• The bus rule is probably the most interesting one. While the car fleet rule is getting the most attention, the requirement that 50% of buses sold will need to be zero emission will have the fastest impact. New cars can stay on the road for 25 years, while most transit properties replace buses on a ten-to-twelve year schedule.1Interestingly, shorter buses have it rougher than longer ones: a 40-foot bus can usually run for 15 years, while a 30-foot will operate for ten. Not that I didn’t have a special place in my heart for 5138, a 1981 Orion UTS was still running in 2004. There will be a much higher proportion of non-combustion buses much more quickly, and hopefully that will help drive charging capability in urbanized areas.
  • Infrastructure challenges are coming. Charging capability and range anxiety are going to be the major sticking points for the public to accept the new rules. We are a car-light household, and we generally only drive a couple of times a week for groceries and errands. But when we do drive, it’s generally more than 90 miles as we are visiting family back in New York. That could be challenging—especially since we don’t have a garage or driveway to charge a larger battery.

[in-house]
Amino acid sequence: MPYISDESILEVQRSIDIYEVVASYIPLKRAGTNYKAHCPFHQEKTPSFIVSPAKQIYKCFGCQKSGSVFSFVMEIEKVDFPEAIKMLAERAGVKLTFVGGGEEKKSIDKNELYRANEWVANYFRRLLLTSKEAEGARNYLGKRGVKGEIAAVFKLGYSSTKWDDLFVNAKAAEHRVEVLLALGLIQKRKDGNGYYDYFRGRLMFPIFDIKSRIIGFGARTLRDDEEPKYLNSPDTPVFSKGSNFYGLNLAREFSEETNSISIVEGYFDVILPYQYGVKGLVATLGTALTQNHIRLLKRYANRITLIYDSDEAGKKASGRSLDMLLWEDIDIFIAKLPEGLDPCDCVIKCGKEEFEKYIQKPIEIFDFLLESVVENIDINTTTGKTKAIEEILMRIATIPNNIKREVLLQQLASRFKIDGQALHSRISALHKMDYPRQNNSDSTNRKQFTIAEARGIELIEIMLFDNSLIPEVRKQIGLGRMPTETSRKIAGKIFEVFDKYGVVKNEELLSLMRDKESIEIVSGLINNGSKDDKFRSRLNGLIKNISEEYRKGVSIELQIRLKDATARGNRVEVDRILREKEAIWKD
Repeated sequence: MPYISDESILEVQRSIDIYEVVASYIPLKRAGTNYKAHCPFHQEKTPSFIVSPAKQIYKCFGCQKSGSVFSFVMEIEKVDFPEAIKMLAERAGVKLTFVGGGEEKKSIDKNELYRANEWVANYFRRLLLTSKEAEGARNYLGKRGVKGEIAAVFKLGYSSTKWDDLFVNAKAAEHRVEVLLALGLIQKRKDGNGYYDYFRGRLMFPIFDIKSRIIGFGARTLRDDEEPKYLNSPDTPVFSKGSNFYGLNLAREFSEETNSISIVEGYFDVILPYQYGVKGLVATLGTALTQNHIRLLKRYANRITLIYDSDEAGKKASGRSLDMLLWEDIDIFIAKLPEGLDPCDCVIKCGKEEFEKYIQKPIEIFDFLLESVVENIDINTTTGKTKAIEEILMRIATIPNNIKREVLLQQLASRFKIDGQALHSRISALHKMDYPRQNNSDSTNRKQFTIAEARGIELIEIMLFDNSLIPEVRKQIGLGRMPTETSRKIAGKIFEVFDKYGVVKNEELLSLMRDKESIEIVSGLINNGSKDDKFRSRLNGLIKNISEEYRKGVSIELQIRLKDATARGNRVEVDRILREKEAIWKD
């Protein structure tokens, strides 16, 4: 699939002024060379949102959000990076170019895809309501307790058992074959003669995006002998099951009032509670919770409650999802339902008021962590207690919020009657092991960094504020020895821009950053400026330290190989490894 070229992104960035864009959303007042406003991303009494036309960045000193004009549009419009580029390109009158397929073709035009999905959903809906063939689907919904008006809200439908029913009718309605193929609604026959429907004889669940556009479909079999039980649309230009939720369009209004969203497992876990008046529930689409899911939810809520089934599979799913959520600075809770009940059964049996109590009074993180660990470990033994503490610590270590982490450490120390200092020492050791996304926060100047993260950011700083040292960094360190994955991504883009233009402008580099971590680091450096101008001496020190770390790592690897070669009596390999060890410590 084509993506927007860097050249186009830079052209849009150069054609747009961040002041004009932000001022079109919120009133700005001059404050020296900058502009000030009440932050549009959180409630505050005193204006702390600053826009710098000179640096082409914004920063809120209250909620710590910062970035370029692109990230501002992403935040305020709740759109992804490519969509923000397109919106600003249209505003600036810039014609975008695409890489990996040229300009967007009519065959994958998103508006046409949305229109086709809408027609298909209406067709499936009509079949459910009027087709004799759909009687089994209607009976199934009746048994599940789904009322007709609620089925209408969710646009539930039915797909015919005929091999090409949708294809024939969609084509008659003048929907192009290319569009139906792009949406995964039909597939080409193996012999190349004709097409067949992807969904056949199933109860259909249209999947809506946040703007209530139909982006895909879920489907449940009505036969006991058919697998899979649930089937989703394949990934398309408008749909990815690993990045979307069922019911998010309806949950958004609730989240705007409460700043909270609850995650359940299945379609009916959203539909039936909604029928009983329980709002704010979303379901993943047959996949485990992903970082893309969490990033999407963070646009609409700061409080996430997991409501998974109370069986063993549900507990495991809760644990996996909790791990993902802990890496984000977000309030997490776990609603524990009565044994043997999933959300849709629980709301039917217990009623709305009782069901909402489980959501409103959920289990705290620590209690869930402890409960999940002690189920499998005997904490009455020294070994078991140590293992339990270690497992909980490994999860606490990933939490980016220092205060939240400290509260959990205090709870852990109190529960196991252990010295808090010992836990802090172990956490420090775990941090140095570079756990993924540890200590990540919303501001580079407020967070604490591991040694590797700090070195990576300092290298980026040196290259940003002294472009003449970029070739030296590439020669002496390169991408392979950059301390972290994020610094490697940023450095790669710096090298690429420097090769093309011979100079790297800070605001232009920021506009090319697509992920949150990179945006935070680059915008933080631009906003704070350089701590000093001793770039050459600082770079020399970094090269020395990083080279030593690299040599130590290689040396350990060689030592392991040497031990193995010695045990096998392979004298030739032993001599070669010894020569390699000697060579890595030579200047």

• Fewer cars overall is still a better goal, even if the federal government can’t regulate us that way. If there was frequent enough service between the Lehigh Valley and New York, I wouldn’t worry about the range anxiety so much—I could just hop on a train or a bus to visit the family. If there was better bus service locally—or a walkable supermarket—I wouldn’t even need to drive to get groceries. Enhanced transit, and walkable neighborhoods could reduce emissions even further, especially now that many people are able to work from home.

Of course, what I’m talking about there is the idea of the “15-minute city,” where everything a person needs for daily life is within a 15 minute walk or transit ride. Unfortunately, a certain segment of the population has already been poisoned against this idea by some conspiracy theories that make the “death panel” discourse look sane and dignified. Any federal nudge in that direction would unleash all kinds of stupidity. You can’t blame the Biden administration for wanting to avoid that!

What I’ve Been Reading (29 March 2023)

  • Users by Colin Winnette. There have been a lot of novels over the past ten years about what technology, and specifically the internet and social networks, have done to us and society; there have been far fewer looking at the people that develop that technology. Users may not be the product management comedy of errors that I’m waiting for, but it’s a beautifully written and plotted dive into the hollowness and disorientation that lurk behind Miles’s occupation building virtual reality Original Experiences.
  • Saving Time by Jenny Odell. I’m only one chapter into Odell’s pandemic-inspired dissection of humanity’s relationship to time and the physical world, and I’m already convinced it’s one of those books that’s going to have a huge impact on my thinking. (We’re talking Gutenberg Galaxy levels of inspiration here.) The first chapter is about the specific cultural and financial concerns that have brought about our very quantized approach to measuring and valuing time, and I’m not going to read or watch a science fiction story without considering that for a good long while.